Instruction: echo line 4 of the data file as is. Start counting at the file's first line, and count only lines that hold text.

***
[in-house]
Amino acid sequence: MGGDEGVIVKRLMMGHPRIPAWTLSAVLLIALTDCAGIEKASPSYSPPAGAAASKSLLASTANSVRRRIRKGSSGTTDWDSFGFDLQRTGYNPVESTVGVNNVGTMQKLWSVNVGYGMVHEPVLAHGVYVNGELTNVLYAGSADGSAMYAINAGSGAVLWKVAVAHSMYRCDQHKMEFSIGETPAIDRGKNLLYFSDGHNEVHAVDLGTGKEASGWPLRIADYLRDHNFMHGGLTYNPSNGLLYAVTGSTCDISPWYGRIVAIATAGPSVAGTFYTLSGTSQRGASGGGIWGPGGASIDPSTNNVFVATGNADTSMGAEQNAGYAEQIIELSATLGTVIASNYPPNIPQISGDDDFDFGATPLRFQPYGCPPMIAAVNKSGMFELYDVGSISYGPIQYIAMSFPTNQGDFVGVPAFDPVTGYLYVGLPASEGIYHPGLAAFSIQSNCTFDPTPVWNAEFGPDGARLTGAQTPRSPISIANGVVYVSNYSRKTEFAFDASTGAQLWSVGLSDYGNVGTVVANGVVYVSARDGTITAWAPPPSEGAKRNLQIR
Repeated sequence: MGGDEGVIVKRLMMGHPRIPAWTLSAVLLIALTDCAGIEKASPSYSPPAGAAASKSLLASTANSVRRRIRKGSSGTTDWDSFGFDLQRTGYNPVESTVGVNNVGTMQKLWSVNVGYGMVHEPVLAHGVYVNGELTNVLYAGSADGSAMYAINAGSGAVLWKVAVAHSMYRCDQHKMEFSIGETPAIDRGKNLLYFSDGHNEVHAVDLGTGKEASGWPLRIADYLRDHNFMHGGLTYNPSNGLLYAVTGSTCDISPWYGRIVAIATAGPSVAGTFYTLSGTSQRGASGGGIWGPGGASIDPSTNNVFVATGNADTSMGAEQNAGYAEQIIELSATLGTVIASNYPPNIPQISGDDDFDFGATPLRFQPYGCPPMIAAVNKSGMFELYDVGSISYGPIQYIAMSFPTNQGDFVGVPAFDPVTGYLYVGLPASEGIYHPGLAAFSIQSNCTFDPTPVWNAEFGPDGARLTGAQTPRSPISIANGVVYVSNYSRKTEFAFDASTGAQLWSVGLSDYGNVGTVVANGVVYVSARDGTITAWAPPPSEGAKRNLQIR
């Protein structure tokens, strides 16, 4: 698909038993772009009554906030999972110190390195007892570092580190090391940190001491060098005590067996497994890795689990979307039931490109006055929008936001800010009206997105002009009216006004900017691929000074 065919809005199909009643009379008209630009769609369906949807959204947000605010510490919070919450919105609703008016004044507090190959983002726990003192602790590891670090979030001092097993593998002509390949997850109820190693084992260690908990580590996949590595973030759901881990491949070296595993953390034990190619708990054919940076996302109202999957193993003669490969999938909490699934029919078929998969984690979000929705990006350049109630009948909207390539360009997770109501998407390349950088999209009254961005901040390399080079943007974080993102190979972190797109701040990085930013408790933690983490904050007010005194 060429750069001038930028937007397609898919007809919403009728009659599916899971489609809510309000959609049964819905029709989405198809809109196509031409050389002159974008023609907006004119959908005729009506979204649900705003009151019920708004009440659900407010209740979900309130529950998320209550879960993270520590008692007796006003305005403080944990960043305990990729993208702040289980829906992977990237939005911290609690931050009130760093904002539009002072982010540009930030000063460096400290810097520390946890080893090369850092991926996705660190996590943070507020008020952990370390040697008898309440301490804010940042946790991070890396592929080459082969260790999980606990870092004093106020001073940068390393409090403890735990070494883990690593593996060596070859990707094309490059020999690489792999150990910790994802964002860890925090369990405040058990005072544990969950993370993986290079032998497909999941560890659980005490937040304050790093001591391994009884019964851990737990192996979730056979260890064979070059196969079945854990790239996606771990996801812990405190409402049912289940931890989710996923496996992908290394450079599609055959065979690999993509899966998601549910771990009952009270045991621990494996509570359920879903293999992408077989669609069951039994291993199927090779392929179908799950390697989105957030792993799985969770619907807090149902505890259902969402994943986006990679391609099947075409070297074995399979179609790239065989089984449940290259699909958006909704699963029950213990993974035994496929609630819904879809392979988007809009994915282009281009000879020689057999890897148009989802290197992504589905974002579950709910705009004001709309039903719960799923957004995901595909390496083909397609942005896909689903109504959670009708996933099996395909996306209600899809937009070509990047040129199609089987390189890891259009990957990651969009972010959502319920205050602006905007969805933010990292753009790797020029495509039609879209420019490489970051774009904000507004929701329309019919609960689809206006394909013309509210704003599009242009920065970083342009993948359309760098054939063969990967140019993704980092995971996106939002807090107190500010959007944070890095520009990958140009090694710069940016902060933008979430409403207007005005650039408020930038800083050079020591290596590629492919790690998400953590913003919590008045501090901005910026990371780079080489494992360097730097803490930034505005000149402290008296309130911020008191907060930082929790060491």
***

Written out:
């Protein structure tokens, strides 16, 4: 698909038993772009009554906030999972110190390195007892570092580190090391940190001491060098005590067996497994890795689990979307039931490109006055929008936001800010009206997105002009009216006004900017691929000074 065919809005199909009643009379008209630009769609369906949807959204947000605010510490919070919450919105609703008016004044507090190959983002726990003192602790590891670090979030001092097993593998002509390949997850109820190693084992260690908990580590996949590595973030759901881990491949070296595993953390034990190619708990054919940076996302109202999957193993003669490969999938909490699934029919078929998969984690979000929705990006350049109630009948909207390539360009997770109501998407390349950088999209009254961005901040390399080079943007974080993102190979972190797109701040990085930013408790933690983490904050007010005194 060429750069001038930028937007397609898919007809919403009728009659599916899971489609809510309000959609049964819905029709989405198809809109196509031409050389002159974008023609907006004119959908005729009506979204649900705003009151019920708004009440659900407010209740979900309130529950998320209550879960993270520590008692007796006003305005403080944990960043305990990729993208702040289980829906992977990237939005911290609690931050009130760093904002539009002072982010540009930030000063460096400290810097520390946890080893090369850092991926996705660190996590943070507020008020952990370390040697008898309440301490804010940042946790991070890396592929080459082969260790999980606990870092004093106020001073940068390393409090403890735990070494883990690593593996060596070859990707094309490059020999690489792999150990910790994802964002860890925090369990405040058990005072544990969950993370993986290079032998497909999941560890659980005490937040304050790093001591391994009884019964851990737990192996979730056979260890064979070059196969079945854990790239996606771990996801812990405190409402049912289940931890989710996923496996992908290394450079599609055959065979690999993509899966998601549910771990009952009270045991621990494996509570359920879903293999992408077989669609069951039994291993199927090779392929179908799950390697989105957030792993799985969770619907807090149902505890259902969402994943986006990679391609099947075409070297074995399979179609790239065989089984449940290259699909958006909704699963029950213990993974035994496929609630819904879809392979988007809009994915282009281009000879020689057999890897148009989802290197992504589905974002579950709910705009004001709309039903719960799923957004995901595909390496083909397609942005896909689903109504959670009708996933099996395909996306209600899809937009070509990047040129199609089987390189890891259009990957990651969009972010959502319920205050602006905007969805933010990292753009790797020029495509039609879209420019490489970051774009904000507004929701329309019919609960689809206006394909013309509210704003599009242009920065970083342009993948359309760098054939063969990967140019993704980092995971996106939002807090107190500010959007944070890095520009990958140009090694710069940016902060933008979430409403207007005005650039408020930038800083050079020591290596590629492919790690998400953590913003919590008045501090901005910026990371780079080489494992360097730097803490930034505005000149402290008296309130911020008191907060930082929790060491």